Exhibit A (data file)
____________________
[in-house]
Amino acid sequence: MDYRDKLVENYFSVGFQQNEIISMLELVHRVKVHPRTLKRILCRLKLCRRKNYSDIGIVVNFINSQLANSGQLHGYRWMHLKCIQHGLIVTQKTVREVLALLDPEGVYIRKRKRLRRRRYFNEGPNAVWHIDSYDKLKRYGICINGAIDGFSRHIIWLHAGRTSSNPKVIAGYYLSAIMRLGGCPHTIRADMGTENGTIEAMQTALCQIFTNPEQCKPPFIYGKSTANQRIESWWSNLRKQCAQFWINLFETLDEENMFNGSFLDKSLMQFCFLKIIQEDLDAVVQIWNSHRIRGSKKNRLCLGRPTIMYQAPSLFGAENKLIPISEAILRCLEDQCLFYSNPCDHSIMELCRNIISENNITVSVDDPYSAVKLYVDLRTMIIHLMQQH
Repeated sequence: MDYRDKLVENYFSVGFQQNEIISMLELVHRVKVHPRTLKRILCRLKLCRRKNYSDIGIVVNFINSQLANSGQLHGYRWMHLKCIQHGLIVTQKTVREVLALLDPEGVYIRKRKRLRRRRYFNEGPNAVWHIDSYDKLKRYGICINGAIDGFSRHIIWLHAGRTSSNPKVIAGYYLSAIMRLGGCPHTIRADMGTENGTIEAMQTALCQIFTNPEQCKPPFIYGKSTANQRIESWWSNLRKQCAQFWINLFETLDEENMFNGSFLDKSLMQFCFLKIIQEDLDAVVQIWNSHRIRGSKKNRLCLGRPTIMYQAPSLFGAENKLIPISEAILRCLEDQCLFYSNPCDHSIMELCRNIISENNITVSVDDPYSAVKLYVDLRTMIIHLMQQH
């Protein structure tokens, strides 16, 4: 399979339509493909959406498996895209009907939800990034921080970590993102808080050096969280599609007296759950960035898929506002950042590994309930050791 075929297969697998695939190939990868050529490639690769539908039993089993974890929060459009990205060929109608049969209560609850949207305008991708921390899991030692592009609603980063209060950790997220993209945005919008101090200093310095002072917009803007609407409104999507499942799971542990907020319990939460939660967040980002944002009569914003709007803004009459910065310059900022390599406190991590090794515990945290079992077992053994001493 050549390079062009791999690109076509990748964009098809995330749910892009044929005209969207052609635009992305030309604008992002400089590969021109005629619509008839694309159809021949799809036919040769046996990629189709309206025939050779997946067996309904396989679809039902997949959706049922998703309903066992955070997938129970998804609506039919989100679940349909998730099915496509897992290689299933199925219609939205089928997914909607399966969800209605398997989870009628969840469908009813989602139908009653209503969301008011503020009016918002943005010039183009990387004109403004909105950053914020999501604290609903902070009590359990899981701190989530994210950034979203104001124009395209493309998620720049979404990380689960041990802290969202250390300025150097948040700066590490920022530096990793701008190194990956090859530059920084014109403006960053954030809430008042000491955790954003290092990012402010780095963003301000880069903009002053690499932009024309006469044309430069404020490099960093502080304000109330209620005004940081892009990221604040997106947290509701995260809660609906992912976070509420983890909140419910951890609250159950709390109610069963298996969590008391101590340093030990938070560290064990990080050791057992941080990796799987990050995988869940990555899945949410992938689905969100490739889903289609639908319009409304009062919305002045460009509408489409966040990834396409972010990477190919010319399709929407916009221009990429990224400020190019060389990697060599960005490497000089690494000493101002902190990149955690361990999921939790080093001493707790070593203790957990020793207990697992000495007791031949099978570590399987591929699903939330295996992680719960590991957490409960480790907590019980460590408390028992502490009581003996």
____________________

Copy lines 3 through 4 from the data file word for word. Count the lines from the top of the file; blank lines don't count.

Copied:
Repeated sequence: MDYRDKLVENYFSVGFQQNEIISMLELVHRVKVHPRTLKRILCRLKLCRRKNYSDIGIVVNFINSQLANSGQLHGYRWMHLKCIQHGLIVTQKTVREVLALLDPEGVYIRKRKRLRRRRYFNEGPNAVWHIDSYDKLKRYGICINGAIDGFSRHIIWLHAGRTSSNPKVIAGYYLSAIMRLGGCPHTIRADMGTENGTIEAMQTALCQIFTNPEQCKPPFIYGKSTANQRIESWWSNLRKQCAQFWINLFETLDEENMFNGSFLDKSLMQFCFLKIIQEDLDAVVQIWNSHRIRGSKKNRLCLGRPTIMYQAPSLFGAENKLIPISEAILRCLEDQCLFYSNPCDHSIMELCRNIISENNITVSVDDPYSAVKLYVDLRTMIIHLMQQH
């Protein structure tokens, strides 16, 4: 399979339509493909959406498996895209009907939800990034921080970590993102808080050096969280599609007296759950960035898929506002950042590994309930050791 075929297969697998695939190939990868050529490639690769539908039993089993974890929060459009990205060929109608049969209560609850949207305008991708921390899991030692592009609603980063209060950790997220993209945005919008101090200093310095002072917009803007609407409104999507499942799971542990907020319990939460939660967040980002944002009569914003709007803004009459910065310059900022390599406190991590090794515990945290079992077992053994001493 050549390079062009791999690109076509990748964009098809995330749910892009044929005209969207052609635009992305030309604008992002400089590969021109005629619509008839694309159809021949799809036919040769046996990629189709309206025939050779997946067996309904396989679809039902997949959706049922998703309903066992955070997938129970998804609506039919989100679940349909998730099915496509897992290689299933199925219609939205089928997914909607399966969800209605398997989870009628969840469908009813989602139908009653209503969301008011503020009016918002943005010039183009990387004109403004909105950053914020999501604290609903902070009590359990899981701190989530994210950034979203104001124009395209493309998620720049979404990380689960041990802290969202250390300025150097948040700066590490920022530096990793701008190194990956090859530059920084014109403006960053954030809430008042000491955790954003290092990012402010780095963003301000880069903009002053690499932009024309006469044309430069404020490099960093502080304000109330209620005004940081892009990221604040997106947290509701995260809660609906992912976070509420983890909140419910951890609250159950709390109610069963298996969590008391101590340093030990938070560290064990990080050791057992941080990796799987990050995988869940990555899945949410992938689905969100490739889903289609639908319009409304009062919305002045460009509408489409966040990834396409972010990477190919010319399709929407916009221009990429990224400020190019060389990697060599960005490497000089690494000493101002902190990149955690361990999921939790080093001493707790070593203790957990020793207990697992000495007791031949099978570590399987591929699903939330295996992680719960590991957490409960480790907590019980460590408390028992502490009581003996």